United States District Court, D. Oregon
Wilborn, Wilborn Law Office, P.C., P.O. Box 370578, Las
Vegas, NV 89137. Of Attorneys for Plaintiff.
J. Williams, United States Attorney, and Renata Gowie,
Assistant United States Attorney, United States
Attorney's Office, 1000 S.W. Third Avenue, Suite 600,
Portland, OR 97204; Heather L. Griffith, Special Assistant
United States Attorney, Office of General Counsel, Social
Security Administration, 701 Fifth Avenue, Suite 2900 M/S
221A, Seattle, WA 98104. Of Attorneys for Defendant.
OPINION AND ORDER
Michael H. Simon, United States District Judge.
Brian T. (“Plaintiff”) seeks judicial review of
the final decision by the Social Security Commissioner
(“Commissioner”) denying Plaintiff's
application for Social Security Disability insurance benefits
pursuant to 42 U.S.C. §§ 416 and 423. This Court
has jurisdiction to review the Commissioner's decision
pursuant to 42 U.S.C. § 405(g). Because Plaintiff's
date of last insured was December 31, 2012, Plaintiff must
establish disability on or before that date in order to be
entitled to a period of disability and disability insurance
benefits. After carefully reviewing the ALJ's decision
and the evidence in the record, the Court REVERSES the
decision of the ALJ.
district court must affirm the Commissioner's decision if
it is based on the proper legal standards and the findings
are supported by substantial evidence. 42 U.S.C. §
405(g); see also Hammock v. Bowen, 879 F.2d 498, 501
(9th Cir. 1989). “Substantial evidence” means
“more than a mere scintilla but less than a
preponderance.” Bray v. Comm'r of Soc. Sec.
Admin., 554 F.3d 1219, 1222 (9th Cir. 2009) (quoting
Andrews v. Shalala, 53 F.3d 1035, 1039 (9th Cir.
1995)). It means “such relevant evidence as a
reasonable mind might accept as adequate to support a
conclusion.” Id. (quoting Andrews, 53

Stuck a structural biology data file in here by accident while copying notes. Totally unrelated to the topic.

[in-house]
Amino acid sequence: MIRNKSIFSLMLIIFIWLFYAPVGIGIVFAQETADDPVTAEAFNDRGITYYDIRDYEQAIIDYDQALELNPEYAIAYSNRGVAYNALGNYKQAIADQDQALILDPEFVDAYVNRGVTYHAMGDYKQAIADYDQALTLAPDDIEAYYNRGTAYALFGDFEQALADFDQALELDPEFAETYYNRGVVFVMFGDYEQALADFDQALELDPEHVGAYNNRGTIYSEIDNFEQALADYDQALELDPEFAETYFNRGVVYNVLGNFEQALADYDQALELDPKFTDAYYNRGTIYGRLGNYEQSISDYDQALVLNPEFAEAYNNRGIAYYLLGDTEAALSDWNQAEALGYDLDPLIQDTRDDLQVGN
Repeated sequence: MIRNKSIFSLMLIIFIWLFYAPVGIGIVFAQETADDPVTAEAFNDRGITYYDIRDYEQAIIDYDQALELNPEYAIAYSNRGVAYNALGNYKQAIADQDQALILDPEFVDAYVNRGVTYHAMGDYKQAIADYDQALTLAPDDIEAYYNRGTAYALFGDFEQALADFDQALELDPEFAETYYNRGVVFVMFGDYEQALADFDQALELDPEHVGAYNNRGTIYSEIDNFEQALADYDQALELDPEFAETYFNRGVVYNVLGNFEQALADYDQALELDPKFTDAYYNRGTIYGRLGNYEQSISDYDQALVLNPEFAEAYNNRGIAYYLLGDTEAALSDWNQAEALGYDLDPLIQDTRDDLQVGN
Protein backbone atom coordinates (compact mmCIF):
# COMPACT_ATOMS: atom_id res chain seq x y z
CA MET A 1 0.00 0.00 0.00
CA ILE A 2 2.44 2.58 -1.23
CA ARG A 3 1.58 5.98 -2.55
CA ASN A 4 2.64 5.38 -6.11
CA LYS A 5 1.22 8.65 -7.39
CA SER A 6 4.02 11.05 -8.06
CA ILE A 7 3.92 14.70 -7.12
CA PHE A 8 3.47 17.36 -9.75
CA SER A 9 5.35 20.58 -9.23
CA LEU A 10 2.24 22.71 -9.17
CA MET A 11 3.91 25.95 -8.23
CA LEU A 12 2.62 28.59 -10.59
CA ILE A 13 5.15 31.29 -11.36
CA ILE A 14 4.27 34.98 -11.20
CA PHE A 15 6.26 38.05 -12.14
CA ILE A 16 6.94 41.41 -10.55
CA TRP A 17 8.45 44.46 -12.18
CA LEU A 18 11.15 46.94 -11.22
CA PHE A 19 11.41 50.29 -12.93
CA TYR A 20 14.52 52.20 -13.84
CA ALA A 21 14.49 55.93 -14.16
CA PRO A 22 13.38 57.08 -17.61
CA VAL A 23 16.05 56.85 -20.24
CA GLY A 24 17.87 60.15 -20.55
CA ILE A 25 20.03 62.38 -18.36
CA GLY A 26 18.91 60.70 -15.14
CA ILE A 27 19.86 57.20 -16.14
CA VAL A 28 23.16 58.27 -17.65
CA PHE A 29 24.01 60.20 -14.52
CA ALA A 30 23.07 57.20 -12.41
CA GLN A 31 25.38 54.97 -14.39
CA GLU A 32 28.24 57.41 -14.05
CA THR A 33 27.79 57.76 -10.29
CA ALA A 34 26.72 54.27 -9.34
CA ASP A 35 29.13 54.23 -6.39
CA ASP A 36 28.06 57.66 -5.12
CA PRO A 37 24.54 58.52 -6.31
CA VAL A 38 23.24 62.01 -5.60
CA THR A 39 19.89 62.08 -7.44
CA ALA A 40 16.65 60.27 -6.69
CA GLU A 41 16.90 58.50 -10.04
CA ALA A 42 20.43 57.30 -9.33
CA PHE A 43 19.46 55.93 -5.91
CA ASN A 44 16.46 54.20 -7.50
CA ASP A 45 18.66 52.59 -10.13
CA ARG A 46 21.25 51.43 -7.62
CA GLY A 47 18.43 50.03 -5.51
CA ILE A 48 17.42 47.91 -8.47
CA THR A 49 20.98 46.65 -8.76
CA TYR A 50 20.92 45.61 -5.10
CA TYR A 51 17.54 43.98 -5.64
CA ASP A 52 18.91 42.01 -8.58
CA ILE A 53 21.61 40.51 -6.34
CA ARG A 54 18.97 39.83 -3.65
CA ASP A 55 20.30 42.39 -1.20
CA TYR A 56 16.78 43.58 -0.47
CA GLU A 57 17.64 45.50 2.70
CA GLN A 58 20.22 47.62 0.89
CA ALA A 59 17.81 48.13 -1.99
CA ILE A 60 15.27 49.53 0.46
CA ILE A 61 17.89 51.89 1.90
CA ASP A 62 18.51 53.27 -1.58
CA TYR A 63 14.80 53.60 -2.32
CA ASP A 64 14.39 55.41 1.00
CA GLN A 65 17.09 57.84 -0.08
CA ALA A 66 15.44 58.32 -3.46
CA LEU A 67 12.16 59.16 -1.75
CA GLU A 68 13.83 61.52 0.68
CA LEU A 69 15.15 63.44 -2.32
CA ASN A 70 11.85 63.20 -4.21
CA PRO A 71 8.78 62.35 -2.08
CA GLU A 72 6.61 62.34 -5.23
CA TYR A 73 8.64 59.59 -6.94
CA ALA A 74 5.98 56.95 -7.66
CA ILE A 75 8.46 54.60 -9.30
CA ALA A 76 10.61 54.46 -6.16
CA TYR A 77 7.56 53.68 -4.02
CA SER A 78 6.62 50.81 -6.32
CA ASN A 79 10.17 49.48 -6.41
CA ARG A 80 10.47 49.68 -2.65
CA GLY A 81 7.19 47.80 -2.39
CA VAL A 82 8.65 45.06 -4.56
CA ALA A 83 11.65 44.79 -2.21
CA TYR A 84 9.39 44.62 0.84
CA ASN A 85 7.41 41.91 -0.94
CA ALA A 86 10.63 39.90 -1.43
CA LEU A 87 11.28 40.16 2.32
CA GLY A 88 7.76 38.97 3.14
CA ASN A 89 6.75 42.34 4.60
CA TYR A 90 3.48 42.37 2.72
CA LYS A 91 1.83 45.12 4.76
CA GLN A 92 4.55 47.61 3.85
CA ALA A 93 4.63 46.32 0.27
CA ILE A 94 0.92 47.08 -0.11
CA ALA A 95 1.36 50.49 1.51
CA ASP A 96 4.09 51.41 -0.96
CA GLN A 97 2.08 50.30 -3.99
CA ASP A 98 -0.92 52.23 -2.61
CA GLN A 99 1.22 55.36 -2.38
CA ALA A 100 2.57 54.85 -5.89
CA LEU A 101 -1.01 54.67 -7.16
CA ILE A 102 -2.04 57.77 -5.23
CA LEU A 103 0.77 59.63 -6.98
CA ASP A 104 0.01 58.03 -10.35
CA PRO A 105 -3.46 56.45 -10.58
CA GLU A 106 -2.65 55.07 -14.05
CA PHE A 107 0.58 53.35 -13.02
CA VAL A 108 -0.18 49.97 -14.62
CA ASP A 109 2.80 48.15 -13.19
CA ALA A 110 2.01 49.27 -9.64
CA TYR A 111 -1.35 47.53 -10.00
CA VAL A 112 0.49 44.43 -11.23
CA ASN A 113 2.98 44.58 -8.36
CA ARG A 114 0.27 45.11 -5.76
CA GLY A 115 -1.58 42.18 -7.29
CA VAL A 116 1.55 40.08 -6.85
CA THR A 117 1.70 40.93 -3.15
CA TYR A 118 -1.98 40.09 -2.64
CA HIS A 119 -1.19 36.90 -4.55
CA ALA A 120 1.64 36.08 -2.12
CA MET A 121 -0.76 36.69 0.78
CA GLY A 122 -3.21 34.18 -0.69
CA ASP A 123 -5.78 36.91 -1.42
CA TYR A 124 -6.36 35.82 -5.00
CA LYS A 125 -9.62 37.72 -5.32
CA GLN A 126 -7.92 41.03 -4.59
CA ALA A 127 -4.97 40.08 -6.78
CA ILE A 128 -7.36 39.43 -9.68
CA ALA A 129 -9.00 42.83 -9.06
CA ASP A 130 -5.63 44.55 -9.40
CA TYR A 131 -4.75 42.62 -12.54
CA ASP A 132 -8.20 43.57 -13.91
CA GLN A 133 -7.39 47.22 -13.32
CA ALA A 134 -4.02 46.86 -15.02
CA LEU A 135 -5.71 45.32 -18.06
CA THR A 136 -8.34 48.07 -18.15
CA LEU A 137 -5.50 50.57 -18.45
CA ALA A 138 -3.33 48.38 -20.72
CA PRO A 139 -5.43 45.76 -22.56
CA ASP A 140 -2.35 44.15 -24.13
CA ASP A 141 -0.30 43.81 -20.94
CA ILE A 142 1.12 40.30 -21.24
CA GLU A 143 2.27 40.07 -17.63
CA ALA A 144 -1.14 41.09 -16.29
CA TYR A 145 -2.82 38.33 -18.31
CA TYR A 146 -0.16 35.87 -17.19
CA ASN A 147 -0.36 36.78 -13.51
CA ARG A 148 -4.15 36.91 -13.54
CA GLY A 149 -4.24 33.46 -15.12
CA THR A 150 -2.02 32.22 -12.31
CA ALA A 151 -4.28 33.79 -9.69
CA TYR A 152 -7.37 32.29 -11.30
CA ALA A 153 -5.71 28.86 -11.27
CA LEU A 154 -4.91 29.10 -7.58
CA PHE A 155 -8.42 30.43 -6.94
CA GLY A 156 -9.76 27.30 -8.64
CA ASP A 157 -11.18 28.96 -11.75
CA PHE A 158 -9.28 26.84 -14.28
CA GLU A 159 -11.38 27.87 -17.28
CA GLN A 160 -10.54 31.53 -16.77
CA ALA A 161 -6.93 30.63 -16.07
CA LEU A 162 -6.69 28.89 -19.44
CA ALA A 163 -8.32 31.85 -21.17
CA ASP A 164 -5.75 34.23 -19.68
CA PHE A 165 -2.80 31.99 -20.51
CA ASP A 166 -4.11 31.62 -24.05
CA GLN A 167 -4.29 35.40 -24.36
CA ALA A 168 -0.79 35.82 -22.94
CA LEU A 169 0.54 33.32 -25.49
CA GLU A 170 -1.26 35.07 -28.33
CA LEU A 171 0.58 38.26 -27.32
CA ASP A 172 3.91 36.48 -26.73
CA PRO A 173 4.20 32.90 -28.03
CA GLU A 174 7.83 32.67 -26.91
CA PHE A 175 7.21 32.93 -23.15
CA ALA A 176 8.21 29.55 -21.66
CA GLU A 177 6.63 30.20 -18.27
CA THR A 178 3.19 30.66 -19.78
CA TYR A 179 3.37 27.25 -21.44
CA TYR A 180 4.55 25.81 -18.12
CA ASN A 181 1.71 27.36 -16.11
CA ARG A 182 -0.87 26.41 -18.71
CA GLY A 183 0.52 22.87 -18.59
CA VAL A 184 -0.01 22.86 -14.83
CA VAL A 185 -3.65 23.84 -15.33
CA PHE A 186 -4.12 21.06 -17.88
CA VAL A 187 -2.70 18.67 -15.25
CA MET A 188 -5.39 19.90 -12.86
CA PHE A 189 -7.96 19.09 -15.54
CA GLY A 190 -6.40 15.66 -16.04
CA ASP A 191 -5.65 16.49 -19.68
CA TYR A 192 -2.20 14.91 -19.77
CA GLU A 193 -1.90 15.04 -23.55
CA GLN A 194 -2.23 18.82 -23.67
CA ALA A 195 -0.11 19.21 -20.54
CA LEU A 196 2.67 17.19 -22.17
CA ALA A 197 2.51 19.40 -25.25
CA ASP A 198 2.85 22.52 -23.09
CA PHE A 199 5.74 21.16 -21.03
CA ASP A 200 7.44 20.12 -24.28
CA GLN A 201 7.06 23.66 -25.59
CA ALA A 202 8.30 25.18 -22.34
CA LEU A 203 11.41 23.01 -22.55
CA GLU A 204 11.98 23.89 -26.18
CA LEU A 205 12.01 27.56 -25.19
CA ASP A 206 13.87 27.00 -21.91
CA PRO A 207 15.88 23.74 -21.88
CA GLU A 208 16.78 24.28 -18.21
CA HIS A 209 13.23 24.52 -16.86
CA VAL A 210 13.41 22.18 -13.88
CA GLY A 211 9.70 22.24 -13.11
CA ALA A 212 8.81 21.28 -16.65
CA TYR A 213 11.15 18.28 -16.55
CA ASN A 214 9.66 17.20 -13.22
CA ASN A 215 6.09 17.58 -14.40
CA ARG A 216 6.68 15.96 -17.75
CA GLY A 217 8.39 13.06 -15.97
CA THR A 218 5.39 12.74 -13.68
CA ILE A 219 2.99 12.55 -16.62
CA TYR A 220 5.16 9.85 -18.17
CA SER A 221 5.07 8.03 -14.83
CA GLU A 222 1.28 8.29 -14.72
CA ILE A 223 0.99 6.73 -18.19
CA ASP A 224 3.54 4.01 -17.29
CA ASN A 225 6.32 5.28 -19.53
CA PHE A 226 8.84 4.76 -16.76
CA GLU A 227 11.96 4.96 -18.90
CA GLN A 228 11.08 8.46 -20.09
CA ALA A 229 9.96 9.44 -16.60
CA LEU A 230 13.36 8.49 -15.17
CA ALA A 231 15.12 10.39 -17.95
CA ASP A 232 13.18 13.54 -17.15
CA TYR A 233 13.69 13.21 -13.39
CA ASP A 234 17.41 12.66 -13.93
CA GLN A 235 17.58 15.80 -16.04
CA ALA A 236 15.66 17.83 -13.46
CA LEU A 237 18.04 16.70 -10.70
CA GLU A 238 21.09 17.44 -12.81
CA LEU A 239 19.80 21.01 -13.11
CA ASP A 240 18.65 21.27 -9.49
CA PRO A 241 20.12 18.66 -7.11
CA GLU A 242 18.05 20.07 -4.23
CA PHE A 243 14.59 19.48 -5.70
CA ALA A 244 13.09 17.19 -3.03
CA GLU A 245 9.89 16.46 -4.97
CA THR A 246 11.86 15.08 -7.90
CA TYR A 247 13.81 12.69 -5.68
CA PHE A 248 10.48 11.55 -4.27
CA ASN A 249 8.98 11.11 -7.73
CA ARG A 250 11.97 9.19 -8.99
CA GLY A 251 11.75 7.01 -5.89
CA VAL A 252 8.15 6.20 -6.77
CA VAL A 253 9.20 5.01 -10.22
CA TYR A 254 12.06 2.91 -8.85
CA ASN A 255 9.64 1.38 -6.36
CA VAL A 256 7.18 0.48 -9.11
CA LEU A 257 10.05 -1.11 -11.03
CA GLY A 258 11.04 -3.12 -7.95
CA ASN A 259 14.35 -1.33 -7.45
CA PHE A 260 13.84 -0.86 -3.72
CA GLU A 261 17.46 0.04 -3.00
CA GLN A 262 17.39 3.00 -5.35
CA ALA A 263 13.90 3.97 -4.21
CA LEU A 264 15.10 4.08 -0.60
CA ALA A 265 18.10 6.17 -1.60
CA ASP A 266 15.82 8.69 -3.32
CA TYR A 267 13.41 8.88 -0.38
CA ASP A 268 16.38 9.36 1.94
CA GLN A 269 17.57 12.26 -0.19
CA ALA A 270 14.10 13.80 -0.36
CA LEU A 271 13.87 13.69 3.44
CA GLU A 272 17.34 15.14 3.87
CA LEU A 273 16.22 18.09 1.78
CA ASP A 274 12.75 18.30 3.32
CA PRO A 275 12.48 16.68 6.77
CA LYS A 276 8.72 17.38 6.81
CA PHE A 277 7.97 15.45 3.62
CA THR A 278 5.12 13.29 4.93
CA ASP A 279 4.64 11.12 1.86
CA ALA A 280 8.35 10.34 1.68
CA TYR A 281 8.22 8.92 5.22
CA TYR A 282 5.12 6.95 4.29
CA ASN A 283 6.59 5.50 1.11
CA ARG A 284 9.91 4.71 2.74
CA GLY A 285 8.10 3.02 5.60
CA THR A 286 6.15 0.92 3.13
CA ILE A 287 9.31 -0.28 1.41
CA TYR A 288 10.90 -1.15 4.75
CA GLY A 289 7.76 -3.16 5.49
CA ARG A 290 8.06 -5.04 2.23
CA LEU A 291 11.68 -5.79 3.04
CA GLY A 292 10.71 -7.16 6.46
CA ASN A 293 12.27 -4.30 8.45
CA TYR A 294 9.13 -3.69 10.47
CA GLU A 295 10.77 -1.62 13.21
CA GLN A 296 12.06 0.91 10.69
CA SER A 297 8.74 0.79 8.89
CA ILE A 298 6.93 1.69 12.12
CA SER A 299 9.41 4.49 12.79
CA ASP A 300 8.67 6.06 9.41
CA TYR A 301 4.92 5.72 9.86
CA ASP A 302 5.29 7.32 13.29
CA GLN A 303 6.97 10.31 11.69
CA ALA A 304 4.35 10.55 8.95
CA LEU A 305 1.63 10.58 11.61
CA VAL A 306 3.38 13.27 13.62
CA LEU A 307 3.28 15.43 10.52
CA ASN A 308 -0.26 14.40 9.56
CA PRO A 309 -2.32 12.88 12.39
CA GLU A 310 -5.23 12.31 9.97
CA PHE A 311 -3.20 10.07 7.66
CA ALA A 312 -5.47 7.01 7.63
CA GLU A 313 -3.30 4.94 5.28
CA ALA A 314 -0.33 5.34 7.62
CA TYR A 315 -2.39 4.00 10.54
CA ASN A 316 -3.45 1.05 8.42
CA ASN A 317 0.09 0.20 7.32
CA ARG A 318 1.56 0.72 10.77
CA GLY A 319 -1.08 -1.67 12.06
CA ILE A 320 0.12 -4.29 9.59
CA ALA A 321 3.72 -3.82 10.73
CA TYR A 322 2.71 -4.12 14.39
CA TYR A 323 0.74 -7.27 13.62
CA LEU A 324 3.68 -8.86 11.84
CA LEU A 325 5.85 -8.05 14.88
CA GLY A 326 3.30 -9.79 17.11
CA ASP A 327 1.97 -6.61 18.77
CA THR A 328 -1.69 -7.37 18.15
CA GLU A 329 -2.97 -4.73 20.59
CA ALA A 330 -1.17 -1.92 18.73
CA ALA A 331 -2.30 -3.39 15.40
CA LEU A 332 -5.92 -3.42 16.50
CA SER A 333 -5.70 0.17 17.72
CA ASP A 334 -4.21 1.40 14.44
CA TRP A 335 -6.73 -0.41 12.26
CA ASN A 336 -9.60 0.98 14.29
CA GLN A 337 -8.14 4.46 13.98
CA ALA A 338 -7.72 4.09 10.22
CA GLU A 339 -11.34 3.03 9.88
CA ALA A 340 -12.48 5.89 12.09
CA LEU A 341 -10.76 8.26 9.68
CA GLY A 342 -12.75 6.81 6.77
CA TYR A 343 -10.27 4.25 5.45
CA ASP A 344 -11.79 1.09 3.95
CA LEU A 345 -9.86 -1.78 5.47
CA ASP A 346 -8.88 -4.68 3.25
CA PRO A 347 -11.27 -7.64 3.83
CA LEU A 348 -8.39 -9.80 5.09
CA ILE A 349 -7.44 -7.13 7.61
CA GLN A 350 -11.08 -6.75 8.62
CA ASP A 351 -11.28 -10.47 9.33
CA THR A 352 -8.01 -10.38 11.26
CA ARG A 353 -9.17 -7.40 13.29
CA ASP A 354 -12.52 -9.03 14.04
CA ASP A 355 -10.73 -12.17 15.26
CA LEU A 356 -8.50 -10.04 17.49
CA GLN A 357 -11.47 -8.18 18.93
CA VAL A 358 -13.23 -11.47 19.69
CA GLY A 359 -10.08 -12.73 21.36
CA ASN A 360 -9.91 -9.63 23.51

F.3d at 1039).
the evidence is susceptible to more than one rational
interpretation, the Commissioner's conclusion must be
upheld. Burch v. Barnhart, 400 F.3d 676, 679 (9th
Cir. 2005). Variable interpretations of the evidence are
insignificant if the Commissioner's interpretation is a
rational reading of the record, and this Court may not
substitute its judgment for that of the Commissioner. See
Batson v. Comm'r of Soc. Sec. Admin., 359 F.3d 1190,
1193, 1196 (9th Cir. 2004). “[A] reviewing court must
consider the entire record as a whole and may not affirm
simply by isolating a specific quantum of supporting
evidence.” Orn v. Astrue, 495 F.3d 625, 630
(9th Cir. 2007) (quoting Robbins v. Soc. Sec.
Admin., 466 F.3d 880, 882 (9th Cir. 2006) (quotation
marks omitted)). A reviewing court, however, may not affirm
the Commissioner on a ground upon which the Commissioner did
not rely. Id.; see also Bray, 554 F.3d at
was born on April 2, 1959 and was 53 years old at the alleged
onset of disability. Plaintiff has at least a high school
education, is able to communicate in English, and has
previously worked as a home attendant, a production technical
semi-contractor, a general maintenance helper, a tree
trimmer, and a pre-cast molder. AR 26-27. He filed for
disability insurance benefits on June 19, 2013, alleging
disability based on lumbar spine degenerative disc disease
and foraminal stenosis of the lumbar spine status post
laminectomies, epidural lipomatosis status post removal,